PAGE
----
Threes full review
Threes is a classic puzzle game where you slide numbers together to add them up. But there is another game, called 2048, that’s takes “inspiration” from Threes but is easier, and free. So which game should you get Threes, or 2048.
We’ve spent quite a bit of time playing both 2048 and Threes and think both have something to offer. Our Threes vs. 2048 review let’s you know which game you should play on your iPhone or iPad.
- Threes review: A superbly addictive and well-executed iPhone puzzle game
- You're never alone with a clone: How the App Store got taken over by copycats
What is Threes?
Threes is a surprisingly enjoyable card-based Puzzle game. You slide numbers around the grid and match them up. As you slide cards around in Threes they combine together which removes cards from the board; meanwhile each ‘slide’ causes an extra card to appear from the sides. Cards match together in pairs, so you can slide a 6 card into a 6 card to make a 12 card; and two 12 cards slide together to make a 24. No mathematical calculation is required; it’s more of a game of snap and match.
You start with a blue-coloured 1 card, and a red-coloured 2 card; slide these together to make a 3 card.
Threes is a very quick game to pick up and play. We found it to offer a lot of challenge because the process of matching cards together is linked to the new cards appearing. So you need to judge whether to slide cards to mix them together; or slide cards to get a new card to appear in a good position. Eventually you will become overwhelmed with new cards filling up from the side of the screen and run out of moves. You can see at the top of the screen what card will appear next, and it always appears on the same line as the card you are moving; so you can plan your moves out in advance.
What is 2048?
When it comes to reviewing 2048 there is something of a problem. The game is, in the words of Threes’ developer a “rip-off”. It’s an open-source game that started out as a clone of Threes called 1024, and then when that didn’t offer enough challenge it turned into 2048. No single person makes 2048, as such, it’s more of a homebrew project based upon the original idea by Threes. While it’s an open-source game nobody is responsible, but it has been turned into a free game (that contains adverts) and is available on the App Store.
If you put aside the politics of the situation, 2048 is a free game that many people have found to be a fun. That’s what we’re reviewing here.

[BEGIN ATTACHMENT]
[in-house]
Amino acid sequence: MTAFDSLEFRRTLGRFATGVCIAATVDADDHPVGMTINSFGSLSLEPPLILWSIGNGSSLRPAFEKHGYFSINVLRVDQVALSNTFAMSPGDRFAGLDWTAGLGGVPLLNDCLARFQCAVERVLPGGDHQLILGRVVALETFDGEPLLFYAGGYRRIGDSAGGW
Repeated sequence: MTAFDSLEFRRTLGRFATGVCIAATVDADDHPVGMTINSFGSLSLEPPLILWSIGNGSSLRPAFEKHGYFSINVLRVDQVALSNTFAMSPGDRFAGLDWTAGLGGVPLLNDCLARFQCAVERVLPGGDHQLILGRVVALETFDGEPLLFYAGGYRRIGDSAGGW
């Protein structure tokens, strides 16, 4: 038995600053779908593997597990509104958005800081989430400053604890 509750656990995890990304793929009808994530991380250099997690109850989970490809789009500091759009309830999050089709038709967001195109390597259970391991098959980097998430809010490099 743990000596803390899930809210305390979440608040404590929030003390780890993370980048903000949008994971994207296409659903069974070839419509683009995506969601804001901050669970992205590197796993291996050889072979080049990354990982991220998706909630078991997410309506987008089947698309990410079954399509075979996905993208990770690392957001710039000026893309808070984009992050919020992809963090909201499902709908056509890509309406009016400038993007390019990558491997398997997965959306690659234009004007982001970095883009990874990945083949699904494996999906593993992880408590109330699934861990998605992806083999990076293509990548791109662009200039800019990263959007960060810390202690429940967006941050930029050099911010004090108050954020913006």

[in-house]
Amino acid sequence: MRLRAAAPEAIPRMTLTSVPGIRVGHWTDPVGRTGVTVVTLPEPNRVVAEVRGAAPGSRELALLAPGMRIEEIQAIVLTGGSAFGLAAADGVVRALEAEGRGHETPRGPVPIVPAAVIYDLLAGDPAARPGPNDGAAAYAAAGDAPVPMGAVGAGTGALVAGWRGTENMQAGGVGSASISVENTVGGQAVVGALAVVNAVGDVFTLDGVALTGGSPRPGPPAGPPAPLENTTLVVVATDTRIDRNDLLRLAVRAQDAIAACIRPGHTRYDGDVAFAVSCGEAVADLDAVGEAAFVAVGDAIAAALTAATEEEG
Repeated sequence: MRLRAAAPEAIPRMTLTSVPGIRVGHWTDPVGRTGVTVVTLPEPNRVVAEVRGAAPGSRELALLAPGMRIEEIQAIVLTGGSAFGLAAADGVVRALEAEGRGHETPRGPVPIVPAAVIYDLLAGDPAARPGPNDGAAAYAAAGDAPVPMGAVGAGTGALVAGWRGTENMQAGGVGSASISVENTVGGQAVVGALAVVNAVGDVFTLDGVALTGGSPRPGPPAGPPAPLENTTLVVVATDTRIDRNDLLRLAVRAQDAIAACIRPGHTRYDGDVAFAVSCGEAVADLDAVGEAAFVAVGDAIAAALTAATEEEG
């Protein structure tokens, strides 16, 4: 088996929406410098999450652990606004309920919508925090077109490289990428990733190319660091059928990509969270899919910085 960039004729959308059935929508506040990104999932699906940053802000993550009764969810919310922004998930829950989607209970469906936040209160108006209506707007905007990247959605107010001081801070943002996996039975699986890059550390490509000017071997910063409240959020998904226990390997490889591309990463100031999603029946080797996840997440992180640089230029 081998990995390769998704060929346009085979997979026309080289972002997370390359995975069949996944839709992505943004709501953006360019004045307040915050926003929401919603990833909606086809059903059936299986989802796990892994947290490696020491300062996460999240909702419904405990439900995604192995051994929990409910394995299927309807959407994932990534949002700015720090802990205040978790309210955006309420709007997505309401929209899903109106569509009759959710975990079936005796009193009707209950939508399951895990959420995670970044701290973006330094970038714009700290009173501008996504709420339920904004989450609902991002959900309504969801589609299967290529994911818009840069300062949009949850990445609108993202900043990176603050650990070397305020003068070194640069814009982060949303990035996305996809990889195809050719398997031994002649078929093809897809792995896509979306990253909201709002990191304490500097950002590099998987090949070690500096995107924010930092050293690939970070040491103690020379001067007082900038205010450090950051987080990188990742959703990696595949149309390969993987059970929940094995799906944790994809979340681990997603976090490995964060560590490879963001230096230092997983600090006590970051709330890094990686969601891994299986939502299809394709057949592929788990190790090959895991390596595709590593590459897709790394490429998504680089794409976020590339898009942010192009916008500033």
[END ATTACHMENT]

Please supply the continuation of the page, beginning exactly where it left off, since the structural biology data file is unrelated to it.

In terms of gameplay, 2048 is similar to Threes, you get a number ‘2’ card on the screen, and match that to another number ‘2’, which becomes a ‘4’. Match duplicate ‘4’ cards to get an ‘8’, and so on. As you slide cards around new ones appear on the sides.
There are quite a few differences, however. To our mind 2048 is an easier game to understand at first, partly because adding even numbers is simpler than a mixture of even and odd numbers. In 2048 there is no ‘1’ and ‘2’ make ‘3’ which duplicate to make ‘6’ then ‘12’ (which is the case in Threes).. Instead it’s just ‘2’, ‘4’, ‘8’, ‘16’, ‘32’ and up.
It’s easy to figure out a pattern in 2048 where you slide numbers into the corner and then just keep moving them up and left (or right) to grow up. The new cards appear randomly, so it doesn't really matter which card you slide around.
We managed to get all the way up to 2048 within a few days; and then realised that the challenge was gone. Threes offers much deeper and nuanced gameplay.
Which is best Threes or 2048?
To our mind Threes is clearly the better game. Threes offers more long-term challenge than 2048, and we are still the king of new techniques and approaches months after first playing it. 2048, on the other hand, quickly became repetitive to us, and we soon figured out how to beat it.
Threes is also a prettier-looking game, but you do have to pay for it; while 2048 is free. So you might want to investigate 2048 and see if you like the basic premise. Then pick up a copy of Threes.